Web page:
California dairies squeezing costs

Rabobank estimates that the average breakeven mailbox price for 1H 2016 for the largest one-third of dairies in California is approximately USD 15.20/cwt, with feed expense accounting for 10.75/cwt of the cost. These largest dairies are responsible for two-thirds of the State’s total milk production.

Recently, the mailbox price has fallen below USD 13/cwt. Since Q4 2014, prices for California milk have buckled amid a glut of global supply. Some dairies saw losses as early as Q1 2015; however, pre-purchased feed and deferred income from a very profitable 2014 help support many dairies through much of 2015. As feedstocks were worked through and cash reserves tapped in to, many quickly felt the effect of lower milk prices. Dairies who diversified into nuts were able to remain profitable, as nut prices were at record levels for much of 2015. Moving into 2016, these same dairies face even lower milk prices, with less available capital and have sought to alter their feed rations to further reduce input costs—and subsequently production. Most, if not all, California dairies are suffering amid these lower prices.

Relative to other U.S. producers, California dairies were the first to feel the pain of lower global milk prices—as they are responsible for 40% of U.S. dairy exports. They will also likely be the last of the U.S. producers to feel any relief provided by upward movement in global dairy prices because, over the last ten years, they have received an average of USD 1.85 per cwt less than the US All Milk price. This is in part due to the surplus of milk in the State, relative to population, compelling producers to ship their products east of the Mississippi—where 75 percent of the population currently resides—or abroad. The other part of the equation is the California minimum component prices relative to other dairy producing regions, specifically with regard to whey pricing.

U.S. prices will continue to suffer as there is a surplus of dairy products on the global market. The strong dollar combined with domestic price premiums weaken California dairy processors’ export competitiveness, leaving many processors with no choice but to store their products. Rabobank expects that prices will begin to slowly climb towards the end of 2016, but will remain a long way from the lofty prices of 2014. Some of the reduction in prices will slowly be relieved as China and other developing markets continue to creep back into the market. However, continued sanctions against Russia remain a burden to European exporters and hinder their ability to reduce surplus accumulating in European inventories. With lower milk prices causing 5 out of 7 of the world’s exporters to reduce milk supply, the market waits with bated breath for European and U.S. supply to apply the brakes. Rabobank believes this rebalancing is already in motion and dairy producers should slowly see a recovery in global prices toward the end of the year and into 2017. Relief could be felt sooner if there is a supply-side shock or if an unanticipated increase in demand materializes.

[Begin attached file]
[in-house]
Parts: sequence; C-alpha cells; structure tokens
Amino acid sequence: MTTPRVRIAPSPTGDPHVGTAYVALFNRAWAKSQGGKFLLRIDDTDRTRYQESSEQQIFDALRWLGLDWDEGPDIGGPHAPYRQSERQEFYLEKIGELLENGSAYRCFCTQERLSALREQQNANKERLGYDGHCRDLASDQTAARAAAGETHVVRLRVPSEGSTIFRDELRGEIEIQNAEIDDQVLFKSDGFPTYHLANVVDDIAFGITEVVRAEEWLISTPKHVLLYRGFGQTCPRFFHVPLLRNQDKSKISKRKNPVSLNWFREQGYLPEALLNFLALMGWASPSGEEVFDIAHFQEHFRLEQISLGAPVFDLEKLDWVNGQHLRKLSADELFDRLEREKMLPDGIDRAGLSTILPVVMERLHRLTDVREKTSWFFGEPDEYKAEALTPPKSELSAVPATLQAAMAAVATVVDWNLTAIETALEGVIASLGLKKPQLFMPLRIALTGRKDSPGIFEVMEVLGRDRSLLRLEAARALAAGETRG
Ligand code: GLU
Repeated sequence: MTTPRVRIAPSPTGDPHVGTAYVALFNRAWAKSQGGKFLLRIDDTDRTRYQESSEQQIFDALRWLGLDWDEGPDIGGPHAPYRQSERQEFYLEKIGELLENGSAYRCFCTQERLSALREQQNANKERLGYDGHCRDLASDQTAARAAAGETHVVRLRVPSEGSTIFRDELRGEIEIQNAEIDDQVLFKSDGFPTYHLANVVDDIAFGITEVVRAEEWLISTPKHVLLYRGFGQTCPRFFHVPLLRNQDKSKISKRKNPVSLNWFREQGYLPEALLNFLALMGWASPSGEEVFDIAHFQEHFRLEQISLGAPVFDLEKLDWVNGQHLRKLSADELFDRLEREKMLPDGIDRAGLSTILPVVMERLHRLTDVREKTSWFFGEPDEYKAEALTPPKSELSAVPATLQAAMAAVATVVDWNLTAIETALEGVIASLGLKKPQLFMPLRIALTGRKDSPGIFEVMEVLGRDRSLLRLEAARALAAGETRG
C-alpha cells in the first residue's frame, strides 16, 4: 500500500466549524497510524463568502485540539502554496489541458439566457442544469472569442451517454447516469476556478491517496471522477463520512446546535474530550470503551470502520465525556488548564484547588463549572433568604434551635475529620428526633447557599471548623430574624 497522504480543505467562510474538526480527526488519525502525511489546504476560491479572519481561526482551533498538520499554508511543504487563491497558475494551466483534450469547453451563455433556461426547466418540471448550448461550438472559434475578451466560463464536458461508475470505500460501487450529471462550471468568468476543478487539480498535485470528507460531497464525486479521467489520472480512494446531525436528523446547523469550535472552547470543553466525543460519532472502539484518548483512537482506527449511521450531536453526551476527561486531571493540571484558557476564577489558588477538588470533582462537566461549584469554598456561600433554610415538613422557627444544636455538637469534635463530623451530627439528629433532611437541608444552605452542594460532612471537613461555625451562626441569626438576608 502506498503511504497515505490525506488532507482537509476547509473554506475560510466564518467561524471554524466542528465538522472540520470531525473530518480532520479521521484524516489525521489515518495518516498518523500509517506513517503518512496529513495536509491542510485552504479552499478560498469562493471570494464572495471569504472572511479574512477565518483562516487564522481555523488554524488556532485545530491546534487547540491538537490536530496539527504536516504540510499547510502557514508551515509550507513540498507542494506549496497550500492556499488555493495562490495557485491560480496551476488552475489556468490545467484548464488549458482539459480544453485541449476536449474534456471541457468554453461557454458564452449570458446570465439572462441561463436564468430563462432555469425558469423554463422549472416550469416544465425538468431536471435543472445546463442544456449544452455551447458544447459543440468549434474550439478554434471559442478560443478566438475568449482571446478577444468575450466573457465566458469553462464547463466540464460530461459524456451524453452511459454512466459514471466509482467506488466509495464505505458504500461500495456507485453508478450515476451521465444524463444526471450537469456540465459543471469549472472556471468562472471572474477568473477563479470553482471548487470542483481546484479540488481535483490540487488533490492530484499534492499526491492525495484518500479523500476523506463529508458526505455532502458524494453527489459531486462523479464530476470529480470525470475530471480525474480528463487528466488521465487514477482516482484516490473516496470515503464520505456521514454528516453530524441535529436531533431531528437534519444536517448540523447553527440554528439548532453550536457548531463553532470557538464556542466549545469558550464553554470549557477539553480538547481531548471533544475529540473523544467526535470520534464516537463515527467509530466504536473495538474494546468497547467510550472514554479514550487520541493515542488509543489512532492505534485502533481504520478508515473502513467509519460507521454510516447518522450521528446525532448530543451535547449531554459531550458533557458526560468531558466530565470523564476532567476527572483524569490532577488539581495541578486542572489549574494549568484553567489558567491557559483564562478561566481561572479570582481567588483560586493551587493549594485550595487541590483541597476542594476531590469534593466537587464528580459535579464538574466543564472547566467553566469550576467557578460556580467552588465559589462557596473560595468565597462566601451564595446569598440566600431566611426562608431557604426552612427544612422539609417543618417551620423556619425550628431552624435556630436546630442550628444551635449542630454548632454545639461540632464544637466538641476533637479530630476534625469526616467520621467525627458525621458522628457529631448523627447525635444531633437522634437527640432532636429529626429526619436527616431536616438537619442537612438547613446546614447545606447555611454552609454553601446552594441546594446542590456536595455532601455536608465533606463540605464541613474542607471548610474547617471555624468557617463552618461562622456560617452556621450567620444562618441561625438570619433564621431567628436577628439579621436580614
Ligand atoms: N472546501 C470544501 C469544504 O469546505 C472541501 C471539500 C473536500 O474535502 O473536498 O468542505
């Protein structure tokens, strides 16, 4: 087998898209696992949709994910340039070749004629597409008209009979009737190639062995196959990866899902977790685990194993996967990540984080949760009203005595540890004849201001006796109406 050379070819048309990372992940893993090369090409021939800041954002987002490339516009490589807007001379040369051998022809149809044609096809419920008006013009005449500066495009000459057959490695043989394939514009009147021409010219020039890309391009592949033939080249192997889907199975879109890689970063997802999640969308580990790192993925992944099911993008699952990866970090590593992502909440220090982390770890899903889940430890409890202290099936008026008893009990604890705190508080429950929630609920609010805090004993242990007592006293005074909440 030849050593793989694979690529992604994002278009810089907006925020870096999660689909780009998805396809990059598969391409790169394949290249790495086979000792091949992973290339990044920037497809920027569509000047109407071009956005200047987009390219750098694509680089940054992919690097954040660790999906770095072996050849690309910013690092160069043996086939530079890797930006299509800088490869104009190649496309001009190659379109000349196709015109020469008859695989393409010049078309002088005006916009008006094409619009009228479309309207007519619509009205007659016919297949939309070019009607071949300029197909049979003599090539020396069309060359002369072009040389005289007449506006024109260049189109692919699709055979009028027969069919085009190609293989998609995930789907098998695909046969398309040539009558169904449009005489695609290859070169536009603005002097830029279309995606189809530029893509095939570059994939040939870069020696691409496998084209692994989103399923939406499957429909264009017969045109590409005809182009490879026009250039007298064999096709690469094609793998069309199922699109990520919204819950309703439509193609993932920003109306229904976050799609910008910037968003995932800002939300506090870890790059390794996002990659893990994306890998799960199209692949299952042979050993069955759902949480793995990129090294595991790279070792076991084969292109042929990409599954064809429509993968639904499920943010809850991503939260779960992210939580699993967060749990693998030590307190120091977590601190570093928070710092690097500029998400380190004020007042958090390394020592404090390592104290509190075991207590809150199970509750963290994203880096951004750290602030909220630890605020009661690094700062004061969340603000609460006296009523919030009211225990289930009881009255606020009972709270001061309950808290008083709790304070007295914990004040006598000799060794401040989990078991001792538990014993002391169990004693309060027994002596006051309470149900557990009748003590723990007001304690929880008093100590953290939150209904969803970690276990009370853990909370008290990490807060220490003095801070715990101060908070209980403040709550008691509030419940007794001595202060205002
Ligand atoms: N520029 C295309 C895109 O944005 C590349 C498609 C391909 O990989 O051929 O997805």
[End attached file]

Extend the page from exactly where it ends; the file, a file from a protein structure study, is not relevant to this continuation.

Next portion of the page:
As California dairy prices are more reflective of the export market relative to other states, most dairymen will have to continue to wait for the market to rebalance itself—which will take time as processors will need to work through their surplus stocks. Subsequently, the State’s herd is shrinking, and has been since 2010. From 2014-2015, the herd, and total production respectively, decreased by 2.3 percent and 4 percent. A further 1.5 percent decline in the 2016 total herd size would reduce it to 1.72 million cows—the lowest since 2004. Combining this with lower quality inputs, California’s total milk production could be reduced by 3 percent, to 39.2 billion pounds, in 2016. Rabobank’s forecast suggests that prices will be below breakeven for a majority of producers through 1H 2017. Since prices are expected to remain below breakeven in the near term, dairies with the lowest fixed costs structure will overcome this current downward cycle.

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